The character of protagonist Robert Ross was inspired by T. E. Lawrence and the author's uncle, Thomas Irving Findley, to whom the author dedicated the novel. Findley named the character after Canadian literary figure Robbie Ross.
Robert Ross enlisted when he was eighteen and served as a second lieutenant in the Canadian field artillery from 1916-1917.
He is a compassionate, handsome fellow. He is also an idealist, hindered by youth and inexperience. Robert's personality is serious, practical, determined, and observant of things that other people cannot see. His observations also allow him to react quickly to the situations he encounters in this novel. Robert suffers great guilt over the accidental death of his sister, Rowena, who died from a fall onto cement ground in the barn. After Rowena's death, Robert became distant from his mother and much closer to his father, who continued to support and encourage him throughout his experience in the war.
Rowena's death also leaves him with violent streaks and leads an internal war with himself while also trying to cope with the war going on in the world. Even though Robert is determined, he was not a natural killer; this weakness was seen in his inability to kill the injured horse or Rowena's rabbits. Robert strove to learn from Eugene Taffler, whom Robert hoped could help teach him to kill by example. After all the terrible things Robert witnesses, he gradually descends into madness, and goes AWOL. He kills two fellow officers in an attempt to save hundreds of horses from slaughter.
He dies of his war wounds several years after the war ends.
Rowena is Robert's older sister, with whom Robert felt a connection from a very early age. She was hydrocephalic, meaning she was born with water in the brain. This caused her to have an adult-sized head but a body of a ten-year-old, and made her unable to walk. Robert acted as her guardian for most of his life. She was 25 years old when she fell out of her wheelchair onto the concrete floor of their barn and shortly after died. Robert took it as his duty to protect her, but Robert was in his room masturbating when she fell out of her chair. Thus, he feels guilty throughout the novel for inadvertently causing her death. She remains in Robert's heart and mind throughout the novel and is constantly referenced.
Rowena had ten rabbits that she looked after and kept as pets while she was alive, but Mrs. Ross insisted that they be killed, against Robert's wishes, shortly after Rowena's death. Robert's desperate attempts to save animals throughout his war experiences reflects his love for the dead animal-loving sister.
The character of Rowena was inspired by Mary Macdonald, daughter of Sir John A. Macdonald, who was similarly afflicted with hydrocephalus.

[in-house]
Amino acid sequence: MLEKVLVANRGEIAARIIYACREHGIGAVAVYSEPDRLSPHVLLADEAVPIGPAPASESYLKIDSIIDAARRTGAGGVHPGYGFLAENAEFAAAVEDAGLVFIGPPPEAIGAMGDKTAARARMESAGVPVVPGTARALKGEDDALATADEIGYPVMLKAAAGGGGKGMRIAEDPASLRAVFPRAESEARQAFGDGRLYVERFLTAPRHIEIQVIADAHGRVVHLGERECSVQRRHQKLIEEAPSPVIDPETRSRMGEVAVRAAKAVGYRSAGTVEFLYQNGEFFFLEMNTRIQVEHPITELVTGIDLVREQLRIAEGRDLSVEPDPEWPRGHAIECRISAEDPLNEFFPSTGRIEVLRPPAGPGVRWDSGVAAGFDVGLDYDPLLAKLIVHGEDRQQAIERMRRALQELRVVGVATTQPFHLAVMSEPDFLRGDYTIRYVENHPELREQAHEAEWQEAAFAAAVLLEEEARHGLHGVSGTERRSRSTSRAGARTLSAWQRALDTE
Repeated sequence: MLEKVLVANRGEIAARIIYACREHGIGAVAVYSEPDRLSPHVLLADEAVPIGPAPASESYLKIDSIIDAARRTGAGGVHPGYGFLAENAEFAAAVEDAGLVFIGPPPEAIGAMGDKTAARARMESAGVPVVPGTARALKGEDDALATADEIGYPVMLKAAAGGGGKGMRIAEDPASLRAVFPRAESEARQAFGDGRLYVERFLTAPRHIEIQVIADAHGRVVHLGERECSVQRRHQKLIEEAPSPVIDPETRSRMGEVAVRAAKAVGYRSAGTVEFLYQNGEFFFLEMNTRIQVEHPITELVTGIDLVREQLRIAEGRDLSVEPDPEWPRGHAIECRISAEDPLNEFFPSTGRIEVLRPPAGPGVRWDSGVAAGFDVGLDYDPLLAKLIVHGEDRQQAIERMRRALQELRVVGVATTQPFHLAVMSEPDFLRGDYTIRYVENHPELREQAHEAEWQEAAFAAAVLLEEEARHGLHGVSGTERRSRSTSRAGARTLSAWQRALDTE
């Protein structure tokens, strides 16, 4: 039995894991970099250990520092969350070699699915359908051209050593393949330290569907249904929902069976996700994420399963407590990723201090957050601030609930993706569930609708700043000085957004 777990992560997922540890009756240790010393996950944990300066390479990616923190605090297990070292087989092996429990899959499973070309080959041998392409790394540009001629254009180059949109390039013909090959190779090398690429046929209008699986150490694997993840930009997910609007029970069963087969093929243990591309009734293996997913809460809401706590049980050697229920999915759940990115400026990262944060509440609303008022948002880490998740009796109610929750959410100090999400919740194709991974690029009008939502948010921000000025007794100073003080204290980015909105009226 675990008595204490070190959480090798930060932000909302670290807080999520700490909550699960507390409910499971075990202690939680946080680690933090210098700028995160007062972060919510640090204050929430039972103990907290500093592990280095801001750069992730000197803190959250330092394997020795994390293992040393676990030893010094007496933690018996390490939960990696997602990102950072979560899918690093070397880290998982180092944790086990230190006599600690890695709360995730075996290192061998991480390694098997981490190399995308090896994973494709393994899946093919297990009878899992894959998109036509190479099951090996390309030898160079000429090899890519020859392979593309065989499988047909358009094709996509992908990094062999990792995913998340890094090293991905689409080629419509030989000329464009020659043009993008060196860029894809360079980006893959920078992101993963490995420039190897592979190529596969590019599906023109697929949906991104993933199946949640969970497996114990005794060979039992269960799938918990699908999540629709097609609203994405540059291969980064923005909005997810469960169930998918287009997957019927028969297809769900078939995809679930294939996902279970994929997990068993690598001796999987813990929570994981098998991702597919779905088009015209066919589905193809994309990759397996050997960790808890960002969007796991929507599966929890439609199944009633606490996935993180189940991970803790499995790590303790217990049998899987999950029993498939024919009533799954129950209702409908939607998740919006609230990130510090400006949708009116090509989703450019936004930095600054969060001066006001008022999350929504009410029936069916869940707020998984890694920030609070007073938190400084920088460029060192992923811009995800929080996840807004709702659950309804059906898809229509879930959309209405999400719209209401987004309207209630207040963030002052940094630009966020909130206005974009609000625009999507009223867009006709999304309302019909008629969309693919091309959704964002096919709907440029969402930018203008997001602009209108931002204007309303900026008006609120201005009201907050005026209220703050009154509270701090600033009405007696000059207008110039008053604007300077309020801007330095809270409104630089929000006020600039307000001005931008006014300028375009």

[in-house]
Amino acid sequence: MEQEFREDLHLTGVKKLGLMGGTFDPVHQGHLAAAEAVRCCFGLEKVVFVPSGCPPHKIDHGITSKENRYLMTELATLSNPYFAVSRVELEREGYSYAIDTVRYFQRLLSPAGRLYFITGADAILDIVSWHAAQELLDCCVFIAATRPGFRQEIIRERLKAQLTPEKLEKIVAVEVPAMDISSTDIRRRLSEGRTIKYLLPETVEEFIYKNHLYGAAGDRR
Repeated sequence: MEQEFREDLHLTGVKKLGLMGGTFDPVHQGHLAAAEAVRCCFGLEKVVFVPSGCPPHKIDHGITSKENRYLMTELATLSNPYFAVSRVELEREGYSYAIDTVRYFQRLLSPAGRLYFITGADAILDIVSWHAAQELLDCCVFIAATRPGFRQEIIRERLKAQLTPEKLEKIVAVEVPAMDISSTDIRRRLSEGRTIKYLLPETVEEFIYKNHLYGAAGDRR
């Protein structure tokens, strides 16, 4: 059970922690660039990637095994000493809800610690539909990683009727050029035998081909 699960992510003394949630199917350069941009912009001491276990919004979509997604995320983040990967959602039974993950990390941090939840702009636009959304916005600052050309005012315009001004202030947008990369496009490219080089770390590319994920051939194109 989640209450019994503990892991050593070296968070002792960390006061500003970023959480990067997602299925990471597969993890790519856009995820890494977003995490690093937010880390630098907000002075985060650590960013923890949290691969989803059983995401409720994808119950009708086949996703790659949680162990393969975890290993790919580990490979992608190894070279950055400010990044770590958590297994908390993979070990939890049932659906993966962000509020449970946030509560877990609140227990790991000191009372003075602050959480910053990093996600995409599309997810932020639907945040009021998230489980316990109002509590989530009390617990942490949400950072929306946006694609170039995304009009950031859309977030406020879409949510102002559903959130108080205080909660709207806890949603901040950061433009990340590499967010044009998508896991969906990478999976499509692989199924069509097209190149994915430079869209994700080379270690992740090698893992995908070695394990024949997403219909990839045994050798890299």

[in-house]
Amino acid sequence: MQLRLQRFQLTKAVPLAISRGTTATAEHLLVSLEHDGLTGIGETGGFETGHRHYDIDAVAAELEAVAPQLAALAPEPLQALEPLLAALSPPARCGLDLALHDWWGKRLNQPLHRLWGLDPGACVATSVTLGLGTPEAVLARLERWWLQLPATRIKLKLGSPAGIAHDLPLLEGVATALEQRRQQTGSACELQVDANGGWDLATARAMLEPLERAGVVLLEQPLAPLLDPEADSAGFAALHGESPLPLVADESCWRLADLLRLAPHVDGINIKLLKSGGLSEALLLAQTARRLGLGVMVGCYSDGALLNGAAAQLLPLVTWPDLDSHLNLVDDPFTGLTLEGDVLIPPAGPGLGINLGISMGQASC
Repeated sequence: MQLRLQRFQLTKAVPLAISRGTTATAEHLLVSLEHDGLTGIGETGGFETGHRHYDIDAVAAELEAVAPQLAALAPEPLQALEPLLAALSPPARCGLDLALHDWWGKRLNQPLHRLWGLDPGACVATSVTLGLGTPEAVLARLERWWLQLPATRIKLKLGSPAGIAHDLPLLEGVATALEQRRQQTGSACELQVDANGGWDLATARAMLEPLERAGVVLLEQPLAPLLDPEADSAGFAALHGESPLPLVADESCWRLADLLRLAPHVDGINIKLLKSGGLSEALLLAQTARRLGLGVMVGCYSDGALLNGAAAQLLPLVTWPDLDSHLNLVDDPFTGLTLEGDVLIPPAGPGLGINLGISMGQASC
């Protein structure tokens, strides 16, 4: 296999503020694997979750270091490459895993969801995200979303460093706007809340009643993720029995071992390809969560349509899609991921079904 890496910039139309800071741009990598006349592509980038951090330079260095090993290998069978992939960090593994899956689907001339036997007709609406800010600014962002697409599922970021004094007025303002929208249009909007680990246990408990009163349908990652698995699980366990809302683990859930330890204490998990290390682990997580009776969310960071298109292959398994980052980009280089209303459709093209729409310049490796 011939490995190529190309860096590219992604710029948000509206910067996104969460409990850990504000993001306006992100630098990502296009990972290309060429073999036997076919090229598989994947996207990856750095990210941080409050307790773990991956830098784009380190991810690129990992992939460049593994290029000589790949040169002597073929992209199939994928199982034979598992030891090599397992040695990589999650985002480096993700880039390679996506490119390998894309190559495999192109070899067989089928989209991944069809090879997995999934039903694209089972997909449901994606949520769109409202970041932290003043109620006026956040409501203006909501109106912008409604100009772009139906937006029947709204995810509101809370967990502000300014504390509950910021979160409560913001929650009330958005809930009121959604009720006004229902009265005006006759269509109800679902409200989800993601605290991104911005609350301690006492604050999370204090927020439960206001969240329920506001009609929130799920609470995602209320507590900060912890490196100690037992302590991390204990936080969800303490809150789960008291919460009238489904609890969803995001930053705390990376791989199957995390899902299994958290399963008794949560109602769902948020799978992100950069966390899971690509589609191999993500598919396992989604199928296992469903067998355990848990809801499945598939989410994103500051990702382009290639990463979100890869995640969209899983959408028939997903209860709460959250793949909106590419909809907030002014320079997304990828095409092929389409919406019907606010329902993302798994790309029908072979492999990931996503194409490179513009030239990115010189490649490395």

Commonly referred to as Mr. Ross in the novel, he is the wealthy father of protagonist Robert Ross. He was the more lenient parent in the family and loved every member enough to encourage Robert to go for what he wants while withstanding the accusations surrounding Rowena's death. His relationship with his wife became helpless after Rowena's death and Robert's enlisting in the army. He has a strong relationship with his son Robert, and he is the only member of the family to attend Robert's funeral.
Marian Turner is a young nurse during the war. She cares for Robert when he is injured late in the novel, but the reader is introduced to her earlier. Via transcripts of interviews, an 80-year old Marian gives accounts of what Robert was like as a young man, and of life during the war.
Lady Juliet d'Orsey
Juliet d'Orsey gives an account of Robert, whom she knew at the age of twelve and for whom she had romantic feelings. She is Barbara d'Orsey's younger sister, who saw too much and acted too maturely for her age. Interestingly, she seems to be the only character who understands the delicate homoerotic undertones in male friendships without being confused or disturbed by them.
Lady Barbara d'Orsey
This lady is Juliet's older sister, who became Robert's lover at a point in the novel. She was uncaring and moved easily from one man to another. She admired athletes and heroes. She constantly frustrated the delicate homoerotic relationships around her without understanding her own destructiveness.
This man was a war hero who was often accompanied by a dog and a horse. From the very beginning when he is first introduced, he plays the game of hitting bottles off of posts with stones, displaying strength and perfect accuracy. This reflects Taffler's reputation in the war as a soldier who kills as though it were some kind of game.
He later loses his arms. When Taffler loses his arms he no longer wants to live because his arms were so much a part of him and his identity that without them he doesn't have the will to live. He attempts suicide, by rubbing his stubs against the wall, but is thwarted by Lady Juliet d'Orsey. Taffler's reputation and self-image are linked closely with his arms. First as he's introduced using them to hit bottles with stones, and even later when he helps Robert toss Harris's ashes into the river.
Taffler is a complex character because although when introduced, Robert makes Taffler his model of masculinity. Later, upon discovering him having sex with the Swede, Robert's homophobia causes him to cease regarding Taffler as a role model. Nevertheless, Taffler goes on to have a seemingly heterosexual relationship with Barbara d'Orsey. It is also noteworthy that Robert himself may have been struggling with his own homosexual tendencies.
Robert meets Harris in the ship's infirmary. Harris's condition grows progressively worse while in England and he eventually dies before being sent off to France. While under Robert's care at a hospital, Harris talks at great length of his love of the sea. Robert describes Harris as someone he loved deeply.